NOTE: If this topic interests you, you might want to check out my older posting on the same issue.

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5 thoughts on “Yoga For Real Men

  1. Pattabi Jois, Iyengar, Bikram, David Williams, Danny Paradise, Richard Freeman, Tim Miller, Doug Swensen, and on and on – from the OG’s in India to the guys who got it going over here – all men. There were a couple women in that group too; Nancy Gilgoff was one. Point being, it’s hilarious how the chicks have completely taken over the image of yoga and made it into something feminine. Something it never was exclusively.

    • Andy,

      Thanks for the reminder about the very male lineage of yoga. My older post on this topic (https://yogaisforlovers.wordpress.com/2007/01/28/yoga-for-men/) also touches on the male-dominated history of yoga, and speculates as to why it has become so female-dominated in the US.

      However, I wouldn’t say that “chicks have completely taken over the image of yoga,” as I have a slightly different, and perhaps more cynical, view of things. I really think it comes down to marketing and demographics — i.e., upper-middle class, predominantly white women in their mid-20’s to mid-40’s have a tremendous amount of buying power in this country. They make most of the decisions about household spending, which is why you see just about EVERYTHING advertised towards this market, from shoes to sandwich meat to expensive vacations.

      Marketing professionals figured out that yoga is a wonderful and seemingly innocuous “in” to this prized consumer market. The cost of marketing directly at this market, though, is that men, many of whom are quite stubborn in their ideas about being “real men,” are not willing to go near something that is so obviously and ubiquitously feminized. (I think there are a lot of issues here regarding homophobia, but that’s a whole other discussion…)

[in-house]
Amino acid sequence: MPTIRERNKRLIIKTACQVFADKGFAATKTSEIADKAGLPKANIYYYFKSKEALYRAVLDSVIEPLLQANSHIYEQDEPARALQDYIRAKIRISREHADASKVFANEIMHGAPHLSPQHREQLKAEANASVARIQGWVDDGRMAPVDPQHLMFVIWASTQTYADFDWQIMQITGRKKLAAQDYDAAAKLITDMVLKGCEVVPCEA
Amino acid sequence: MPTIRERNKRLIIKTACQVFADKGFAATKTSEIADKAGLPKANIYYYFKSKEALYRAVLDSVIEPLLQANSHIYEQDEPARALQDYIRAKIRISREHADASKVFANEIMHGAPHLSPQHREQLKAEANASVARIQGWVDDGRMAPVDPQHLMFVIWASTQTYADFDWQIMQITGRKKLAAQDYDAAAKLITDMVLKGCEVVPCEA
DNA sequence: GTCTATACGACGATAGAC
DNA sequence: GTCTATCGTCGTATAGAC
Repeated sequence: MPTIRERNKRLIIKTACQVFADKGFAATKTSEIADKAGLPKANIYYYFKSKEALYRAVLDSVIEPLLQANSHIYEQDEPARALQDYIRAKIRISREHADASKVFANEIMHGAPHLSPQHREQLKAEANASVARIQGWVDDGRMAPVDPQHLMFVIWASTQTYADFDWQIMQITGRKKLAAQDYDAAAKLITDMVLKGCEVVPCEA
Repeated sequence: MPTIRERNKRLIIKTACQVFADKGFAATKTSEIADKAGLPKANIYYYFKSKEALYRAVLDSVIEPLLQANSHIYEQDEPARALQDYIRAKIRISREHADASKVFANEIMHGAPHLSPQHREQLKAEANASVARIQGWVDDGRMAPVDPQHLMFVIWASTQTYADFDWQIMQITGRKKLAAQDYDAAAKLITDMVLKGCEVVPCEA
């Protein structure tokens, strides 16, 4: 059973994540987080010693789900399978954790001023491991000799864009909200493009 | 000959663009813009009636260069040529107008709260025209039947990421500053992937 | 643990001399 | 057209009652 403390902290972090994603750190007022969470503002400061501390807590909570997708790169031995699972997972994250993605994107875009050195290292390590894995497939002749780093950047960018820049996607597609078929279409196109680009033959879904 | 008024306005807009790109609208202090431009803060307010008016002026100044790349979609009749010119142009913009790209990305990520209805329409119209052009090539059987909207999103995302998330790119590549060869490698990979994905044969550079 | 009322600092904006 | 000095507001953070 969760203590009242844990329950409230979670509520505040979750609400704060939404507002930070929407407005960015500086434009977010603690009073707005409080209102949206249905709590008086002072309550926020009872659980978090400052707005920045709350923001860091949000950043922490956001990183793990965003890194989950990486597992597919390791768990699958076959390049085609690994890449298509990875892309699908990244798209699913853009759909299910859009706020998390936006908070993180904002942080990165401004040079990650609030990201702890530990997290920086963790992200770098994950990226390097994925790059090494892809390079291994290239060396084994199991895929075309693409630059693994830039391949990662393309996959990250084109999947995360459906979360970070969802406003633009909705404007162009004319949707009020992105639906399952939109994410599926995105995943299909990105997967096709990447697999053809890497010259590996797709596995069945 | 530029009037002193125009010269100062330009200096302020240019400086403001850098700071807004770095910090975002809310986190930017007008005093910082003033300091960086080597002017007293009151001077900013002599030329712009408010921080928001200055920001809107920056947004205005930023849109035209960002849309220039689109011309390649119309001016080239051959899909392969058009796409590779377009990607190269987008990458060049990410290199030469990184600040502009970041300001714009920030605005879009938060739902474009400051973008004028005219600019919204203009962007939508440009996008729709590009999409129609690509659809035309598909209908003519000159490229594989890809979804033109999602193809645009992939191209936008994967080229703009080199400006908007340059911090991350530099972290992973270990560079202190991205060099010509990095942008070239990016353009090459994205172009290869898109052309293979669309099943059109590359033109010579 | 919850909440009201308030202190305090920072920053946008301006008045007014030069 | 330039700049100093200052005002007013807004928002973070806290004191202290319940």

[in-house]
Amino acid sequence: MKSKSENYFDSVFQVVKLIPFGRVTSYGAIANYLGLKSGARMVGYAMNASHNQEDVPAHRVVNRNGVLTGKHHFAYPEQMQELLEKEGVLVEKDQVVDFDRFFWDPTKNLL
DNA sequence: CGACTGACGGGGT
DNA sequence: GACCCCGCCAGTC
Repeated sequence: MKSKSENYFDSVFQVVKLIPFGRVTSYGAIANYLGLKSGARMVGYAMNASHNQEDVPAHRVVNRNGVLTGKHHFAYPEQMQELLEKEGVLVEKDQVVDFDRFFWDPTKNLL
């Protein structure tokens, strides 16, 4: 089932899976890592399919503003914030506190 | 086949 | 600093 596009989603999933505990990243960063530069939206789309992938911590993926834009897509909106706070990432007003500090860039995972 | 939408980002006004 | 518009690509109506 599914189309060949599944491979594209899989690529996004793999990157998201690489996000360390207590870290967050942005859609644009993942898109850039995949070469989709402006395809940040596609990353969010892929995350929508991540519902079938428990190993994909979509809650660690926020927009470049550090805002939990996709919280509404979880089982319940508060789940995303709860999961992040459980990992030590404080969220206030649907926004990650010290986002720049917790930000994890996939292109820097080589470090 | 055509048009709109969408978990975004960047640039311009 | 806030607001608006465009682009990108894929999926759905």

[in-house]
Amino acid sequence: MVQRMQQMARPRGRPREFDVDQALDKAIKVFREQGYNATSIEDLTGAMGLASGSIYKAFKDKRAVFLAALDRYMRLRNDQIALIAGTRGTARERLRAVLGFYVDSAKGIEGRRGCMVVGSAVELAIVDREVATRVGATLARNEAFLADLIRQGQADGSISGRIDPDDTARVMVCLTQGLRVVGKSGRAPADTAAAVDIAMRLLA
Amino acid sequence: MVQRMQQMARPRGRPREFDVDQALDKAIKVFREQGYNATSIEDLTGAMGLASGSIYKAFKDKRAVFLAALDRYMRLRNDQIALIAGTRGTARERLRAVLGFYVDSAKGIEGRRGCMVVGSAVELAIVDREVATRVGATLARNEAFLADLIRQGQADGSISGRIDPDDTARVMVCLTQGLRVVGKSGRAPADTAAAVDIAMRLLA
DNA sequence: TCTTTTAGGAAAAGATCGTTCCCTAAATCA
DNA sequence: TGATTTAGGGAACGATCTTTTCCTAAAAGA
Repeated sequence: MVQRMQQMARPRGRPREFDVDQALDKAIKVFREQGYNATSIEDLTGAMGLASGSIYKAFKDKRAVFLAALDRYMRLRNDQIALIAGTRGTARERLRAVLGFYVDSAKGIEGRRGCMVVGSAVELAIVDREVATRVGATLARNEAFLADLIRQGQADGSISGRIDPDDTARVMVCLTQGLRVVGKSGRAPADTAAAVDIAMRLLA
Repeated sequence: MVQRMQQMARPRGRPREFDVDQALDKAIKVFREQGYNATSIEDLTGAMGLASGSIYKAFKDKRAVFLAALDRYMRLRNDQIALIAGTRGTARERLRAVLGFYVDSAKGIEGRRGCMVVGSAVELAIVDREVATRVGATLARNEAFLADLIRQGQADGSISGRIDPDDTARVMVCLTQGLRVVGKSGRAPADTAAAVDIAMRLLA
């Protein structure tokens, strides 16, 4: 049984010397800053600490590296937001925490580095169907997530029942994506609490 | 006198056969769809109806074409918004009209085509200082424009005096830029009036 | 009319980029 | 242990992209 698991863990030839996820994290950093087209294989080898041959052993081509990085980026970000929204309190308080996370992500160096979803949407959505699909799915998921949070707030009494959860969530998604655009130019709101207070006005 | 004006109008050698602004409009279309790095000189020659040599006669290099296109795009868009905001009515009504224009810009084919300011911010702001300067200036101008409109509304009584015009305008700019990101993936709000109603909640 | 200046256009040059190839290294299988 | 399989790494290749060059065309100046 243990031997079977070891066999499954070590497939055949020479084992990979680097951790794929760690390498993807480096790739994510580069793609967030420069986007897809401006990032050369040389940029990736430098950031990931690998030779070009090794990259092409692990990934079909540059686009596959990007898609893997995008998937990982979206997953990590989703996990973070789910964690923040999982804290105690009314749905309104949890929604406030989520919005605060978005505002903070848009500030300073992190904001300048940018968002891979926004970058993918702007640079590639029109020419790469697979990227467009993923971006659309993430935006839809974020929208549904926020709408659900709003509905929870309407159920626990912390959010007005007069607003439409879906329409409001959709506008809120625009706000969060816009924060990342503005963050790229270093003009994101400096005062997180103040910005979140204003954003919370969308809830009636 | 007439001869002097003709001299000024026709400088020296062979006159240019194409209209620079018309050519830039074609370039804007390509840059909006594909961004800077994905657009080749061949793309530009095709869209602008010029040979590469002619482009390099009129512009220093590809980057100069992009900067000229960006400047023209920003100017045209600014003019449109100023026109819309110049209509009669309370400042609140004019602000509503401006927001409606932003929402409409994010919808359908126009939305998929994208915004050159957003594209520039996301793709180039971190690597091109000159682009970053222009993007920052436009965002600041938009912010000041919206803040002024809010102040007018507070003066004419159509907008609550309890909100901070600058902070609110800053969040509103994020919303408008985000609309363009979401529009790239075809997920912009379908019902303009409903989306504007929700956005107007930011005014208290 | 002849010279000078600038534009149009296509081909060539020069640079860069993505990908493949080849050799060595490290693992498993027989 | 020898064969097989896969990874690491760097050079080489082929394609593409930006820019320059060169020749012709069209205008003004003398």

So by no means do I blame women for taking over yoga. If anything, women should be thanked for helping to popularize and sustain yoga in this country.

      Then who’s at fault for the “gendering” of yoga in the US? If we need to play the blame game at all, and I don’t know that we do, the people I’d point the finger at are (1) those men who are too narrow-minded and childish to try something that is popular among women, and (2) those devious marketing people with PhDs in psychology who know, perhaps better than most of us realize, how to manipulate and shape consumer behavior according to gender stereotypes and fears.

      – Eugene

  2. You make a really good point about how “studios and teachers perpetuate gender stereotypes.” Recently, I relocated to California and was scouting local studios. Found alot of stigma with the fact that I was a man attempting to learn about yoga in a group environment. Most of the women that I talked to didn’t take me seriously.

    One place I walked into asked me if I was lost, then just handed me a flyer when I asked about class. While i was reviewing the paper a woman walked in and asked the same question, and received a tour.

    After I did find a studio that I felt would give me good guidance, I learned from my co-workers that in was in the “gay part of town.” lol (Rolls eyes)

    I count my blessings tho, a class of 90% women does help motivate me. ;^)
    Homosexual part of town or not.

    -Andy

  3. Pingback: Lululemon’s “Man Problem” - Dioses Hindúes